The Christian Feigenspan Brewing Company

1875 - 1943

 (Above) Unknown brewery.  Possibly the Kolb-built facility on Freeman St. (destroyed in 1884 fire?) or the Laible - Charlton St. site, clearly not the same building with the clock tower so prominently featured in the ads and photos below.


In 1875 the Christian Feigenspan Brewing Company was founded at 49 Charlton St., at the former Laible brewery where he had previously been a superintendent.  He would also marry Rachel Laible.

In 1878, he reportedly built a brewery on Belmont Street, and as late as 1886 a facility at 54 Belmont would be listed as the "Feigenspan Bottling Establishment".

In  1880, Christian Feiganspan took over the Charles Kolb lager beer brewery (founded 1866) on  Freeman Street.  (Altho', an 1873 map of Newark shows the property owned by a "Lenz Geyer Company".  There was a "Geyer" who was another Newark brewer who owned an "Enterprise Brewery" on Orange St.)


 An 1884 fire would, reportedly, burn the brewery to the ground for a loss of  $300,000.


 By 1909, the firm would be advertising that "...Feigenspan Breweries are the largest producers of Ale in the United States!" (click on barrel above for text of ad) in an apparent dig at their much larger next door neighbor, P. Ballantine & Sons.  Ballantine's Lager Beer sales having by then accounted for 3/4 of their total production.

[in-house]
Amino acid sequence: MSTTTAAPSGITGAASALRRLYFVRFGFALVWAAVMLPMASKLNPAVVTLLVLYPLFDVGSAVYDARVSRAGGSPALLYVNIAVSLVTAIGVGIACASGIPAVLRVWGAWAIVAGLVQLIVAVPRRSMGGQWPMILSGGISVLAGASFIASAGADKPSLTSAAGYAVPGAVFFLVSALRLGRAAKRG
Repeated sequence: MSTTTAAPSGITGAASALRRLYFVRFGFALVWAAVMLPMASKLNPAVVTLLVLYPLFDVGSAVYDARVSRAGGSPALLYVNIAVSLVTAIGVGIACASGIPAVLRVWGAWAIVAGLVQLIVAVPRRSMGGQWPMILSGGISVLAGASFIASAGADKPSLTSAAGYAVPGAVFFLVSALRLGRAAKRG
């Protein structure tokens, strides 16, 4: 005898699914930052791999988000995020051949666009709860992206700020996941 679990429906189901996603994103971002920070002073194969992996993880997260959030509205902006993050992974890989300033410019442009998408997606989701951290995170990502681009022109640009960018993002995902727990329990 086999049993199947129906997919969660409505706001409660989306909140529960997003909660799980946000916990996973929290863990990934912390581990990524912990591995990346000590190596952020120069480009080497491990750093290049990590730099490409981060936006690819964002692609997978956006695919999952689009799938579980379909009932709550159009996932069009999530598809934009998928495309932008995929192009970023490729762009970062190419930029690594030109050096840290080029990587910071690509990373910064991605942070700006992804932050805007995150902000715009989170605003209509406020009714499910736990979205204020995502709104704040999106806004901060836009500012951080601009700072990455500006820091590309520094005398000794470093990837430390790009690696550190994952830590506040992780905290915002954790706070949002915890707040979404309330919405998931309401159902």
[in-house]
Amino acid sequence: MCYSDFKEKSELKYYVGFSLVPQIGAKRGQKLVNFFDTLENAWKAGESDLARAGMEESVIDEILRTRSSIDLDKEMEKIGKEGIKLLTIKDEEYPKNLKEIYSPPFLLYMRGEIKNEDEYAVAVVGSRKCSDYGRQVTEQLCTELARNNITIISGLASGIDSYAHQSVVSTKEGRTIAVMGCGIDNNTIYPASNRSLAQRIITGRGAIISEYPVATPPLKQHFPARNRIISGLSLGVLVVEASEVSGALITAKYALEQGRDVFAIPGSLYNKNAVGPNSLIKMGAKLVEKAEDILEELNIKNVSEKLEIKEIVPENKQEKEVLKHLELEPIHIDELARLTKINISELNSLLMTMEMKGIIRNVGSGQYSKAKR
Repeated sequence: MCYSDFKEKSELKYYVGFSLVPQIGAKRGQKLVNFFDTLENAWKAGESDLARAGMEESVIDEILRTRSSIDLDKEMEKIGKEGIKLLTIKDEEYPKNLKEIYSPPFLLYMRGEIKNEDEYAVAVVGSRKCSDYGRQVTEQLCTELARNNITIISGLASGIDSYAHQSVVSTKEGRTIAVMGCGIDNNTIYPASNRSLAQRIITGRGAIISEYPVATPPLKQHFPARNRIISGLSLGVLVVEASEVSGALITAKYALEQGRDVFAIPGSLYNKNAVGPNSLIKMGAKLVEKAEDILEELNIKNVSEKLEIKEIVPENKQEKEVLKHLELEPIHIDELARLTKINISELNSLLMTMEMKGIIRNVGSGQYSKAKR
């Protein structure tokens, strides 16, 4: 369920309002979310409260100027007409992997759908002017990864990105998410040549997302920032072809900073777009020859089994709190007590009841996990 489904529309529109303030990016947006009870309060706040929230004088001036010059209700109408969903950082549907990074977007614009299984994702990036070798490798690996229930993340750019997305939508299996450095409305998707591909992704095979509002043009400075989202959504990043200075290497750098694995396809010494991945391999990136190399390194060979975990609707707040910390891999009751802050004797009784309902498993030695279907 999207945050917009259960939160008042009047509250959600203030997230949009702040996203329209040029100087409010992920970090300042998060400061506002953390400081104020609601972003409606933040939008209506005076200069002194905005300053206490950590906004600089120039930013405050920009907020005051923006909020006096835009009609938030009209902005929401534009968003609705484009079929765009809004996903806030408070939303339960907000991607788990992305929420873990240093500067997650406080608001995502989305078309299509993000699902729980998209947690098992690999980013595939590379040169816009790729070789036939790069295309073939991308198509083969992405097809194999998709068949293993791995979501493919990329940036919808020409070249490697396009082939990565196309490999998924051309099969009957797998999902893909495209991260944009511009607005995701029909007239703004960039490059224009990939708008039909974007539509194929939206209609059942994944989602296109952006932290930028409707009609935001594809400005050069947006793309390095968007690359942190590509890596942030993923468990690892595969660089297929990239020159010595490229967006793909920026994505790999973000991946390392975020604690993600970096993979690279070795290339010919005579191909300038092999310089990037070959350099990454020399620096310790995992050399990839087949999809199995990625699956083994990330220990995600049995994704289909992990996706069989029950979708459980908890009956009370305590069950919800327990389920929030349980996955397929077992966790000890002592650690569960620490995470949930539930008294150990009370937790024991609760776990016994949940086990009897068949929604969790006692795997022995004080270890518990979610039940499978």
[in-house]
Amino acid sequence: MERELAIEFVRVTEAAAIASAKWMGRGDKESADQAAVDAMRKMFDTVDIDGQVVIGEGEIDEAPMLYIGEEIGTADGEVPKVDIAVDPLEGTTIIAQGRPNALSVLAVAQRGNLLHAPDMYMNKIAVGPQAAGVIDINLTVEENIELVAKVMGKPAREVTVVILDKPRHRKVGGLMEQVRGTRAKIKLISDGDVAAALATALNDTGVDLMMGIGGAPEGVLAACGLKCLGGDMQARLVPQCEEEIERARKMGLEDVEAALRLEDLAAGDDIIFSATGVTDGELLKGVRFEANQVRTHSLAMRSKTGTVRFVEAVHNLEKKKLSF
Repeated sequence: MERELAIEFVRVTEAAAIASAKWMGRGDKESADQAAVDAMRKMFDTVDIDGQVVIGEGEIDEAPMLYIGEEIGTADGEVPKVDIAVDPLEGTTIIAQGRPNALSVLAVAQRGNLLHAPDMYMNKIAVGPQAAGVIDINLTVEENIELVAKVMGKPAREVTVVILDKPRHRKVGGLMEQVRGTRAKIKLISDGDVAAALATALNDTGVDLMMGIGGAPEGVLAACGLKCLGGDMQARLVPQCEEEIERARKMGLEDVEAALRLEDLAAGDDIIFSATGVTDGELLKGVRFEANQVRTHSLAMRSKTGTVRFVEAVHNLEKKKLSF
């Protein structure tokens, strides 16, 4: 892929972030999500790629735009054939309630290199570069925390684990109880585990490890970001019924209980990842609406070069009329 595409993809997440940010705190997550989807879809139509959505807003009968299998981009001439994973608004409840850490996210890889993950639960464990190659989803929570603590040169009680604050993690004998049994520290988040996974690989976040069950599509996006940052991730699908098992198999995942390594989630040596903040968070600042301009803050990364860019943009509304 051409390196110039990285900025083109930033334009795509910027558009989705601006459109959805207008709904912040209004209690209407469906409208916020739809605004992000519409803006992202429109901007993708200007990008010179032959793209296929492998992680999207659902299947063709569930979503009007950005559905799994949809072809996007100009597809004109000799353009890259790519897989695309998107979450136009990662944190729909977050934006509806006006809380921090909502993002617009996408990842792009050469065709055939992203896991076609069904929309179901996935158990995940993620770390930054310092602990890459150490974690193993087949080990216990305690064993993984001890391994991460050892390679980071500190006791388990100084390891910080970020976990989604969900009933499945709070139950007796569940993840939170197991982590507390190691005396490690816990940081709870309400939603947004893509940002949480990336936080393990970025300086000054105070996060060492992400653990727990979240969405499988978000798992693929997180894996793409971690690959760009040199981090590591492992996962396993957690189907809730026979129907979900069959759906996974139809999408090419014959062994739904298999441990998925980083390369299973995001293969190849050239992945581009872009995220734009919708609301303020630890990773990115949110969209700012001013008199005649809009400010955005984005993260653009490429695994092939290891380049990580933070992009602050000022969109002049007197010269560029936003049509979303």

Possibly because of WWI era restrictions on the allowable alcohol level of beer (set at a mere 2.75%), Feigenspan entered into Prohibition with 4,000 barrels of aging ale in its cellar.  In 1927, the ale would make the news as they tried to sell it.  One story in July had it going to Heinz in Pittsburgh to be made into malt vinegar, but follow up articles say that in early November the ale was simply dumped into the sewer "...and thence into the Passaic River".  


Sadly, it would not be the first beer dumped by Feigenspan, which had one of the first four licenses to brew "medicinal beer" at the start of Prohibition. "Medicinal beer" was soon outlawed by the "Anti-Beer" law, and the brewery had to dump 600 cases of "real beer" (4.5%alcohol) in March of 1922.

 Bottle of Feigenspan's India Pale Ale.
In 1899, Feigenspan would lose a trademark lawsuit by Bass Ratcliff & Gretton which brewed the famous Bass Ale labeled with a red triangle (and said to be the first trademark),  over this label with a "similar color and outline as to be mistaken for each other".

(above) 1907 advertisement - New York Sun
 featuring the prominent clock tower of the brewery, an image repeated below (late 1930's P.O.N. ad) and below left (pre-Prohibition 1910's)



 (below) 1893 illustration of the Feigenspan brewhouse



 (Above) The Feigenspan brewery's clock tower figures prominently in this 1930's ad - one in a series of beautifully illustrated ads which can be view on this P.O.N. page.  (Left) a view of the tower from Freeman Street in the '30's.